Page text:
This paper provides a review of recent technology advancements and addresses practical considerations associated with drill pipe and drill stem components for extreme drilling applications. Ultra-high torque double-shoulder rotary connections are often employed in these applications potentially complicating proper design and material selection for cross-overs, top-drive subs, pup joints and other accessories These new connections often employ materials with higher strength requirements than the standard API connections they replace. The paper outlines recommendations for material strength and design parameters for various drill stem accessories. High-performance connectors' impact on BHA design is also addressed. Weight tapered drill string designs with double-shoulder connections can result in mismatched connection bores or ID's. Guidelines to accommodate this mismatch along with supporting finite element modeling results are presented.
Proper hardband selection, application and maintenance are essential to successfully and safely drill world-class UD, ER and deep-water projects. Hardband system trends for critical applications are highlighted, and recent hardband casing wear and tool joint protection test results obtained using an advanced hardband wear machine are discussed.
Due to the dramatic increase in oil prices the industry has seen a re-emergence of deep and ultra-deep drilling projects that encounter H2S gas. The paper provides initial results from a study of the effect on S-grade drill pipe samples to various H2S exposure concentrations, representing typical conditions when circulating a gas kick to surface.
The surge in critical drilling has led to an increasing trend of drill stem friction heating failures. The paper includes characteristic features of these failures along with case histories and prevention methods. High-speed telemetry (wired) drill pipe has been successfully deployed on critical drilling applications in various parts of the world. The paper provides an update on this exciting technology and reviews recent case histories.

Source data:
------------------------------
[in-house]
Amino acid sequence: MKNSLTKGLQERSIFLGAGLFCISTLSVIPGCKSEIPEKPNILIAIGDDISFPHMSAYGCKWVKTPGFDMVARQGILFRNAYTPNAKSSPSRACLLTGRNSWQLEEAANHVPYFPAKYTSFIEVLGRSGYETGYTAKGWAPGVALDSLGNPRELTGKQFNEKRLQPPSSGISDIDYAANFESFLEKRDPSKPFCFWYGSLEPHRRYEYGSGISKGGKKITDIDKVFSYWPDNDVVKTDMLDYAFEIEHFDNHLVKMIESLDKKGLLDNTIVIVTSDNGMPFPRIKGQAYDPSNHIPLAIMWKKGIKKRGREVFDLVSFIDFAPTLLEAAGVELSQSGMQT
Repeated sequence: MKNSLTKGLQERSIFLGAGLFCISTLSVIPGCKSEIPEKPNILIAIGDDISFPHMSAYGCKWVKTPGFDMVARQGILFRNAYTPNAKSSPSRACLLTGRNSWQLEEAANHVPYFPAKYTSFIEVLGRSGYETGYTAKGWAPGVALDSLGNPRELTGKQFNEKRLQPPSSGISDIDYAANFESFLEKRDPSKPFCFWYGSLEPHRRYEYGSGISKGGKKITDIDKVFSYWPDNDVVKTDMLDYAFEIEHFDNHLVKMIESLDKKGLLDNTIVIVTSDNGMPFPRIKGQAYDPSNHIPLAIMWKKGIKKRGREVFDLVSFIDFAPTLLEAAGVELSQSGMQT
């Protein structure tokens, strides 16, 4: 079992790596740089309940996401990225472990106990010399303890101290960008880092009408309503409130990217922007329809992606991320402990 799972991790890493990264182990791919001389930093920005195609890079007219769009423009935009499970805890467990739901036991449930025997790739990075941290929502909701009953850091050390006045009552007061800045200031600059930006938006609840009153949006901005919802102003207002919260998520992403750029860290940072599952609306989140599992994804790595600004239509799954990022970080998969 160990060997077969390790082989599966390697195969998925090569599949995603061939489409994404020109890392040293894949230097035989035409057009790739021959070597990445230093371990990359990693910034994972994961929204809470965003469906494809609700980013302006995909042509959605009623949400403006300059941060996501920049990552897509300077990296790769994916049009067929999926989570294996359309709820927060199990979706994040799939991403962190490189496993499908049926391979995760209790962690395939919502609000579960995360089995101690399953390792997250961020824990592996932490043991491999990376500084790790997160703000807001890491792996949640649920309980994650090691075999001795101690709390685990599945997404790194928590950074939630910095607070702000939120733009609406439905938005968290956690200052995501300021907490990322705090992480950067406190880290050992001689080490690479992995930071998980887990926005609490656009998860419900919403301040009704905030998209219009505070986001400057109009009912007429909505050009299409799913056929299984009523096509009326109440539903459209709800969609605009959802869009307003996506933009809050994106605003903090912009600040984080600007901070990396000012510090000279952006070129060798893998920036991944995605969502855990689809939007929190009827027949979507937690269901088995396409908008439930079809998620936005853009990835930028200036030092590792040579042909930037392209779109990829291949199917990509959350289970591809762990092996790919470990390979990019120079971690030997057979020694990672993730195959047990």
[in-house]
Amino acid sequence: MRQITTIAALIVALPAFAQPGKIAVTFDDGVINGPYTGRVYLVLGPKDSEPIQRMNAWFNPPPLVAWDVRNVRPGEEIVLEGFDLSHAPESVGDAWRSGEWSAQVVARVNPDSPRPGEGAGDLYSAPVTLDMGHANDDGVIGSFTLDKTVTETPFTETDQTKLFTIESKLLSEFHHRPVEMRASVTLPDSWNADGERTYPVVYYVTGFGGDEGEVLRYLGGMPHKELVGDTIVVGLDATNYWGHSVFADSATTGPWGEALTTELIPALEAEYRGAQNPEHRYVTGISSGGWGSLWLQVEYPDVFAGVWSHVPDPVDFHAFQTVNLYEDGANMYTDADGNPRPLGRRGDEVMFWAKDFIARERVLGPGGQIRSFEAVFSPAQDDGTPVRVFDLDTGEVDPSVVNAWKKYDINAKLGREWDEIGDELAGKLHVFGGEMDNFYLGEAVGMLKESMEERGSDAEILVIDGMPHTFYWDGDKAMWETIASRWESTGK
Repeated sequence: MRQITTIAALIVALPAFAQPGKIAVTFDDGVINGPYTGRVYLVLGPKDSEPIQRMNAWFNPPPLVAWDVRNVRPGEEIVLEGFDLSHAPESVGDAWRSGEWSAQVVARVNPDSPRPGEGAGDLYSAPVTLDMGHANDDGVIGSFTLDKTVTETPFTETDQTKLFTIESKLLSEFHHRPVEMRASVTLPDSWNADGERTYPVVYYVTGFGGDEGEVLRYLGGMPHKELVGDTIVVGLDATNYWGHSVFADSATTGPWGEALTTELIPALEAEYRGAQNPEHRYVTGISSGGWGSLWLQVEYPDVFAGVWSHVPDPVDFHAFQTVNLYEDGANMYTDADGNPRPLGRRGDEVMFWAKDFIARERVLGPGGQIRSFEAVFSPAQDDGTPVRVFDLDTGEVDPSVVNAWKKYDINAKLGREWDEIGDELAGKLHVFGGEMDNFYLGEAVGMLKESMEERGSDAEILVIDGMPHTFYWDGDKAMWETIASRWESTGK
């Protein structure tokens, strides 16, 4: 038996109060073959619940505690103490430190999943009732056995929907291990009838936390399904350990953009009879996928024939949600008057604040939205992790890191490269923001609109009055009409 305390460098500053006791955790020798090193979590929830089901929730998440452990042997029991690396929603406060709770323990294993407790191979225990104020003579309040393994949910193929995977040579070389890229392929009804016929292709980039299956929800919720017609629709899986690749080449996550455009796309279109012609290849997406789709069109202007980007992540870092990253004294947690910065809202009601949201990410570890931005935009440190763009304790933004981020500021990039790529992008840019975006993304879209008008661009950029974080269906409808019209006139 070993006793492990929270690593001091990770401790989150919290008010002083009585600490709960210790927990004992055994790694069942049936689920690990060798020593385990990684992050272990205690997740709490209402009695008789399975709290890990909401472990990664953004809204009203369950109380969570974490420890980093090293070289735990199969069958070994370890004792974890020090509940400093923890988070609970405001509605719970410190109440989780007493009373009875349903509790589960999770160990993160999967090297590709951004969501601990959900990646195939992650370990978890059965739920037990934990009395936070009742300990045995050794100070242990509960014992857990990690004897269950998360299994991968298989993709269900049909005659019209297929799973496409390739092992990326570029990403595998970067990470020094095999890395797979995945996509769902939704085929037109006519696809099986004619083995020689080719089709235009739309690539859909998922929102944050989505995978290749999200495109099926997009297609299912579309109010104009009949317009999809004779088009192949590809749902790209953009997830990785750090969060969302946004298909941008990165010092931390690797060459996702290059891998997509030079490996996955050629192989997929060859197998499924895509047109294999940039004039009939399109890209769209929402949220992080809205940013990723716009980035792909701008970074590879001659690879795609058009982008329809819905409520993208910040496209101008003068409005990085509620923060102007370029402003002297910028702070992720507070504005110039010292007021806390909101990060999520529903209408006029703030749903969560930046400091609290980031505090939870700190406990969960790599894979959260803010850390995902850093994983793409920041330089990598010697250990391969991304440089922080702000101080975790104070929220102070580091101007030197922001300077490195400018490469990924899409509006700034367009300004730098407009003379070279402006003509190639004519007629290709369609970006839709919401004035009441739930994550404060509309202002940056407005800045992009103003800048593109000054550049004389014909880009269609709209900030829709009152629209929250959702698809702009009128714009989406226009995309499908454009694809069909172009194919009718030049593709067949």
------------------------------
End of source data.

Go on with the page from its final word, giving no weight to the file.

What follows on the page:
A drill string consists of many components. In addition to the drill pipe that is manufactured from upset and heat treated tubes with specified minimum yield strength (SMYS) values ranging from 75,000 psi to 135,000 psi or up to 150,000 psi and higher for the new ultra-high strength drill pipe with friction welded tool joints that are generally machined from forgings with a SMYS of 120,000 psi there are drill collars, heavy weight drill pipe, cross-overs, top-drive saver subs and pup joints. Proper material selection for each component is critical to insure safe drilling operations.
API specifications require material with SMYS of 120,000 psi for tool joints. API specifications permit lower minimum yield strength values for other drill stem components, see Table 1. Make-up torque values for connections machined on these other components with lower yield strength than the drill pipe tool joints must be adjusted down to account for the lower strength levels. If rig personnel are made aware of the lower make-up torque values and utilize these lower values when running the various components the string can be operated safely. Of course, these miscellaneous components can create a weak link in the string limiting maximum working torque for drilling operations. Often times the weaker components are only run near the bottom of the drill string where working torques are lower and the maximum surface drilling torques are not restricted by the weaker component. The situation can be further compromised with some of the newer proprietary connections that utilize tool joints with minimum yield strength values of 130,000 or 135,000 psi.